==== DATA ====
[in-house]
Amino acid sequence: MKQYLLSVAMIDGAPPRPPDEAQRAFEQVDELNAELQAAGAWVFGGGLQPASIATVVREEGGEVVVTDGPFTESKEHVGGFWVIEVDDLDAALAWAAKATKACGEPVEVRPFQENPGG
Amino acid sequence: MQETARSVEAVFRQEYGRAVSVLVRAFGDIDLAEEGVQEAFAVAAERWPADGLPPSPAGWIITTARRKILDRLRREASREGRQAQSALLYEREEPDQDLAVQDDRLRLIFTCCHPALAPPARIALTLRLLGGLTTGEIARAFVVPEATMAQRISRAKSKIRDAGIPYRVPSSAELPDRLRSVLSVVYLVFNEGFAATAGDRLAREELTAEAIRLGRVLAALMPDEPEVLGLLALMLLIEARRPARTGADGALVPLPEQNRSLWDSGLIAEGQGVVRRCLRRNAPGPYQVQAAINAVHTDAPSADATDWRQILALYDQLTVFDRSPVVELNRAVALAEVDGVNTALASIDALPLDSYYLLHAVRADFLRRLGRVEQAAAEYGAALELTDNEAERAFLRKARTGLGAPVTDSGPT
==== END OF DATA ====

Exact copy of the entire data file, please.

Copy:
[in-house]
Amino acid sequence: MKQYLLSVAMIDGAPPRPPDEAQRAFEQVDELNAELQAAGAWVFGGGLQPASIATVVREEGGEVVVTDGPFTESKEHVGGFWVIEVDDLDAALAWAAKATKACGEPVEVRPFQENPGG
Amino acid sequence: MQETARSVEAVFRQEYGRAVSVLVRAFGDIDLAEEGVQEAFAVAAERWPADGLPPSPAGWIITTARRKILDRLRREASREGRQAQSALLYEREEPDQDLAVQDDRLRLIFTCCHPALAPPARIALTLRLLGGLTTGEIARAFVVPEATMAQRISRAKSKIRDAGIPYRVPSSAELPDRLRSVLSVVYLVFNEGFAATAGDRLAREELTAEAIRLGRVLAALMPDEPEVLGLLALMLLIEARRPARTGADGALVPLPEQNRSLWDSGLIAEGQGVVRRCLRRNAPGPYQVQAAINAVHTDAPSADATDWRQILALYDQLTVFDRSPVVELNRAVALAEVDGVNTALASIDALPLDSYYLLHAVRADFLRRLGRVEQAAAEYGAALELTDNEAERAFLRKARTGLGAPVTDSGPT